This is where each participant’s perceptions all play into things. Just like looking at different ledgers.

You don’t need to care. They listed the selling price and the rebate amount. You understand everything that is happening in the process and agree to it with that knowledge.

But that’s what I mean. I feel like we can set up a UBI similarly, as in list both the selling price and the rebate amount of it. I don’t think either is really undefined. Say we just pay for it with a 20% flat tax on top of the current system with nothing else (not my proposed plan, but an example). Everybody would know they are always guaranteed their $12K up front, and that they will always pay an extra 20% on every extra dollar they earn to pay for it. So someone bringing in $60K will always be the breakeven point.

Say we start there conceptually, and start reducing the flat tax in chunks by finding other funding sources (like carbon tax, etc) for the UBI, to get that flat tax as low as possible? Is that not essentially defined up front? Where’s the bill of sale there?

You can bet the State Dept of Consumer Affairs would be all over that store if they advertised the shirt for $9 in their weekly sale flyer and didn’t make any mention of the rebate until people walked up to the register to pay for it. In my State, that’d be considered an unfair or deceptive trade practice. They care. The store itself cares. The manufacturer that will be reimbursing the store cares. When you build a system, you have to care about everyone in that system. You can’t just isolate yourself and build a system that works around you.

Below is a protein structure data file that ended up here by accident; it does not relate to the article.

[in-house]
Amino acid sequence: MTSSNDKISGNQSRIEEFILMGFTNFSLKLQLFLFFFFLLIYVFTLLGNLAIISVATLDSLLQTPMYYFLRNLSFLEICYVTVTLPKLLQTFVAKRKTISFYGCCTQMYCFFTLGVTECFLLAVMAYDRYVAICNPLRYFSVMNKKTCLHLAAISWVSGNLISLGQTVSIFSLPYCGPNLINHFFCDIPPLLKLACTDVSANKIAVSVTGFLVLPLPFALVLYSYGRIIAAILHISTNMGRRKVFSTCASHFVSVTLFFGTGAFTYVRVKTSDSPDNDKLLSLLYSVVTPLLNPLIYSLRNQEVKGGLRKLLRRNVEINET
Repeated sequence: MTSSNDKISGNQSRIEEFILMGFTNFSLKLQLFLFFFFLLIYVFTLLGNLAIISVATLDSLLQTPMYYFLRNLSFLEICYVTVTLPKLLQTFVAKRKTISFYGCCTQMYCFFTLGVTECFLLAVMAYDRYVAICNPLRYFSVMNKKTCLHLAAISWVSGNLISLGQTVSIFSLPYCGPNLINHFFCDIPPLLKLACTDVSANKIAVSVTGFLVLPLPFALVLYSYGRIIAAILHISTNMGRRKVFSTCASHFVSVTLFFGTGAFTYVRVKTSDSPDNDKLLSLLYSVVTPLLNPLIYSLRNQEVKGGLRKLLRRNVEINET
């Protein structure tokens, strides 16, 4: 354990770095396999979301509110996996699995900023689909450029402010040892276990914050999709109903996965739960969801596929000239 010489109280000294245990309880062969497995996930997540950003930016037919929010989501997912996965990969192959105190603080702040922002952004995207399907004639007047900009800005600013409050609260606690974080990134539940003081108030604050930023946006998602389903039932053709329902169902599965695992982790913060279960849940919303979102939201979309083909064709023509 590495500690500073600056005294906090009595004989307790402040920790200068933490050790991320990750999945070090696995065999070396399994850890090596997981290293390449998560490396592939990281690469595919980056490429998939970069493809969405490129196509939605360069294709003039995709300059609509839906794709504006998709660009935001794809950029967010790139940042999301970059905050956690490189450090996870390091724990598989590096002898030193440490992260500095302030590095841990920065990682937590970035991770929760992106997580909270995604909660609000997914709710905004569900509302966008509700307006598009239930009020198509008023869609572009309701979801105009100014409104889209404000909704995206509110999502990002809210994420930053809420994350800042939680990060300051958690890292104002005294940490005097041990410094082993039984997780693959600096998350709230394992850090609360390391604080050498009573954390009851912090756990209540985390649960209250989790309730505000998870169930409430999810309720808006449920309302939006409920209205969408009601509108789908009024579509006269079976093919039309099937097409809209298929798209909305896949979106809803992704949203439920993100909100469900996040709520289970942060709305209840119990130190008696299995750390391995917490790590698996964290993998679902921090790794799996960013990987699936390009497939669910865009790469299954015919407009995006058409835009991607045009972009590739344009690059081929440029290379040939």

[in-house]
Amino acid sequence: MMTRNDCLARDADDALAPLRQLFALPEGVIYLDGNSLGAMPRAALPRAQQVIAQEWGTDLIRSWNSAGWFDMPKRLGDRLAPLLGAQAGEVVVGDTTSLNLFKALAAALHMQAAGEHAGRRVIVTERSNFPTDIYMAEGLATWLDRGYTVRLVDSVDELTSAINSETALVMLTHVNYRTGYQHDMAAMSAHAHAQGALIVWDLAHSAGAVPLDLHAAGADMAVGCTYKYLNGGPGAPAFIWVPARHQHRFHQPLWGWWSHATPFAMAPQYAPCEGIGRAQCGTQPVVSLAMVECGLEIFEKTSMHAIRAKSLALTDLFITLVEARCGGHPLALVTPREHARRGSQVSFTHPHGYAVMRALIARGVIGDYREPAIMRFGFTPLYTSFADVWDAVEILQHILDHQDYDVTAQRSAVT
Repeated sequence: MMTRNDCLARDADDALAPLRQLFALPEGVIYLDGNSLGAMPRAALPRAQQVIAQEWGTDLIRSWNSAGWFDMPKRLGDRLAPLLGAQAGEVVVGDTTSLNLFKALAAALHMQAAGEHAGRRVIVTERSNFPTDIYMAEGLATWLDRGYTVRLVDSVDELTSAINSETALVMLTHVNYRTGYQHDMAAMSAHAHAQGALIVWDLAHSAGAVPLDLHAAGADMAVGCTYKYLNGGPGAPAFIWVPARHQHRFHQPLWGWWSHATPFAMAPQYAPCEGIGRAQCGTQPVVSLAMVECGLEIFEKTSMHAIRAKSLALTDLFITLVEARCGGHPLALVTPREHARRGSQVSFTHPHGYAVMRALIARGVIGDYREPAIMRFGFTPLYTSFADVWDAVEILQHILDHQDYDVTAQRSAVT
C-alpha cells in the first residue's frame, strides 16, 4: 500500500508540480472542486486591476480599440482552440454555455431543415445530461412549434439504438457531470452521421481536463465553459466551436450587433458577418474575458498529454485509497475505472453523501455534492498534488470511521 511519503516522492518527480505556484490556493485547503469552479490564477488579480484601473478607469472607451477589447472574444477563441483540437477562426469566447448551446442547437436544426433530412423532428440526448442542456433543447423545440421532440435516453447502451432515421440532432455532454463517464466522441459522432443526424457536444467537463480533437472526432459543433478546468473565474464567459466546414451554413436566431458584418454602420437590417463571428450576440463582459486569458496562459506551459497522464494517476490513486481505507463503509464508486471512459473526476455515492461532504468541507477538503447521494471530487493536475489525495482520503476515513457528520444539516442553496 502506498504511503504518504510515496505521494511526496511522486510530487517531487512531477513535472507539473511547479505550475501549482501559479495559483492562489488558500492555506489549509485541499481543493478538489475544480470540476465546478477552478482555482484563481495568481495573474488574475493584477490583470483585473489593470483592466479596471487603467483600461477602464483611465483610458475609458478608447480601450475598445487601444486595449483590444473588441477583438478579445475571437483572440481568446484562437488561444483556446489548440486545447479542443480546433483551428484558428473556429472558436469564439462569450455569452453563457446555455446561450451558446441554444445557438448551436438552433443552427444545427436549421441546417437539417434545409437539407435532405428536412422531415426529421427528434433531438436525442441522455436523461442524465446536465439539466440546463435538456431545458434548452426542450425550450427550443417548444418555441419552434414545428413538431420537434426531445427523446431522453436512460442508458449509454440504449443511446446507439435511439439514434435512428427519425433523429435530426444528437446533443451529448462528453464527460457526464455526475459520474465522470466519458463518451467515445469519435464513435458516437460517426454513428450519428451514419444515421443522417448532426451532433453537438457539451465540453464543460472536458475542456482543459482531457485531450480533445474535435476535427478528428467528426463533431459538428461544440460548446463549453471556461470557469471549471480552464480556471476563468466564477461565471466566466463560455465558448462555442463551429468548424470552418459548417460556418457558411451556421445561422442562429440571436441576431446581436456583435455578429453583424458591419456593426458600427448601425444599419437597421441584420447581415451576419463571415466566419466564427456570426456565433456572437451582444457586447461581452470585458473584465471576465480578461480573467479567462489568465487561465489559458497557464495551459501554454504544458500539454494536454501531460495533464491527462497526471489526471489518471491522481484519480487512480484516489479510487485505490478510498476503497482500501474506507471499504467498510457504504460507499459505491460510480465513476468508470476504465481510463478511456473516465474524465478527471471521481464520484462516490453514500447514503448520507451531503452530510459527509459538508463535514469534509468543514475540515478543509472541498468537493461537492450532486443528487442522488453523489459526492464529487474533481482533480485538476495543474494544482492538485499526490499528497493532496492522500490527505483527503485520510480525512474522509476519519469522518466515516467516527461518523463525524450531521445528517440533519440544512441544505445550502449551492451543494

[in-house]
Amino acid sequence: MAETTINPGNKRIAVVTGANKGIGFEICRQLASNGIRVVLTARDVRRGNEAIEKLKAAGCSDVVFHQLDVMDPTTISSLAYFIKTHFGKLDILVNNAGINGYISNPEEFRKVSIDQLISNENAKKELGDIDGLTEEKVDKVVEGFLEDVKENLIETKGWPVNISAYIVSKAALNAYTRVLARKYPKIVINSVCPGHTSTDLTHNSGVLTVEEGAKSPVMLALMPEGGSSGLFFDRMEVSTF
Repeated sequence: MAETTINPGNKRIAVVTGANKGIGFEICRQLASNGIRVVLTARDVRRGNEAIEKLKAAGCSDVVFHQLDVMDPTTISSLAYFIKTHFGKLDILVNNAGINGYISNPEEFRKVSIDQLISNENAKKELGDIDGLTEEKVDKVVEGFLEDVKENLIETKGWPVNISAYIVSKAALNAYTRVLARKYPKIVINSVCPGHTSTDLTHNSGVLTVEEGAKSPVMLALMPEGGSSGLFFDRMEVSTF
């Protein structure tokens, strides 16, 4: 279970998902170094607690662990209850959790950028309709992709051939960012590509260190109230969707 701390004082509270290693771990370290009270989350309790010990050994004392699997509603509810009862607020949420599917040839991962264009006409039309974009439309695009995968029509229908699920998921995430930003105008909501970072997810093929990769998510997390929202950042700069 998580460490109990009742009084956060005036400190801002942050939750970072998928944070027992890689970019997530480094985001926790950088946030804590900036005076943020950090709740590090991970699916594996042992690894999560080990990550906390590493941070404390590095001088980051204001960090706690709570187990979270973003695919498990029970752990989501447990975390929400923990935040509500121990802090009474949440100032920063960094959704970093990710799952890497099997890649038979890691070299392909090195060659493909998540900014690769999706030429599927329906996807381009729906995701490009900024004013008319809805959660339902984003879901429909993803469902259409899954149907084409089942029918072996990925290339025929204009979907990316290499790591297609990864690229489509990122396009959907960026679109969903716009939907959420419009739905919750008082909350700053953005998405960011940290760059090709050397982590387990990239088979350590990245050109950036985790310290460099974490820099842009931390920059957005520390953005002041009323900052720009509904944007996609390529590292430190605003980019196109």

Maybe some people would be annoyed at this, yes. I’m not sure if this lines up in my mind with the pitch I was making, and I’m getting lost in the analogies now a little. In that analogy, I guess some people would be pissed ifthey showed up with only $9 in cash and couldn’t buy the shirt. In any case, I’m not intending to trick the public into thinking the cost is low. Maybe I’ll develop the new framing a bit more.

And this is why we need to be very careful to be 100% up front and honest with people. Right now, we don’t know where funding would come from to pay for a UBI. Its easy to come up with a lot of scenarios that have Dolph pay Albert. Just keep in mind that when you do that, everyone listening (or reading) is wondering “Am I Dolph? Or am I Albert?”.

Yep, just another tight wire to walk. One of my longer term goals I’d actually like to collaborate with someone to design a website with a UBI calculator, set to model a specific UBI, that would allow people to simply enter their income and other pertinent info, and it would pop out the net result of the program on their lives in terms of net income gained or lost. If we could design something that directly resulted in 70% or of the country gaining money outright, that would be an easier sell. Just send them to the calculator site, so that many can learn they’re actually Albert before they have to vote! Maybe there could be an advanced level, too, that would let people toggle and suggest their own ways to fund it by playing with the economic levers themselves to fit their own priorities. I dunno. This is still a rough idea, but it does fascinate me to actually just slap the real economics onto a simple user interface so people can really know how much revenue certain policy changes would actually raise. Enough of everyone having to trust our bought out politicians and economists with agendas to assure us what actually can or can’t be done in our economy if we choose to.



    Conrad Shaw